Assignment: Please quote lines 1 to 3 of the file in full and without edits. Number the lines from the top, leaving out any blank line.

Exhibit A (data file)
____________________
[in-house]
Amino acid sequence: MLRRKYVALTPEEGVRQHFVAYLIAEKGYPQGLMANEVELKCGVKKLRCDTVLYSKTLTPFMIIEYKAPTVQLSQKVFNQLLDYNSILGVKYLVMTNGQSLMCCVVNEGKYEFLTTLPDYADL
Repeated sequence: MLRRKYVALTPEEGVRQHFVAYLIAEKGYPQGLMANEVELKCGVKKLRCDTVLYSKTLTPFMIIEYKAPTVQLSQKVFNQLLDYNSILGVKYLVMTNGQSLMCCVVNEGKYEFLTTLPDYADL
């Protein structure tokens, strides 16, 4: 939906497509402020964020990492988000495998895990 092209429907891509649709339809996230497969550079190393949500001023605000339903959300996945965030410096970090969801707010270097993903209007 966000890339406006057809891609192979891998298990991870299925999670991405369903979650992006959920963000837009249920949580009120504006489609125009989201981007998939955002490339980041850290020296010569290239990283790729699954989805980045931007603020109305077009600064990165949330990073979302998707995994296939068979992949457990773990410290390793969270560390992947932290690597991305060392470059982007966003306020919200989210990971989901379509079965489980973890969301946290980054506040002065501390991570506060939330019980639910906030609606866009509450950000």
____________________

[in-house]
Amino acid sequence: MLRRKYVALTPEEGVRQHFVAYLIAEKGYPQGLMANEVELKCGVKKLRCDTVLYSKTLTPFMIIEYKAPTVQLSQKVFNQLLDYNSILGVKYLVMTNGQSLMCCVVNEGKYEFLTTLPDYADL
Repeated sequence: MLRRKYVALTPEEGVRQHFVAYLIAEKGYPQGLMANEVELKCGVKKLRCDTVLYSKTLTPFMIIEYKAPTVQLSQKVFNQLLDYNSILGVKYLVMTNGQSLMCCVVNEGKYEFLTTLPDYADL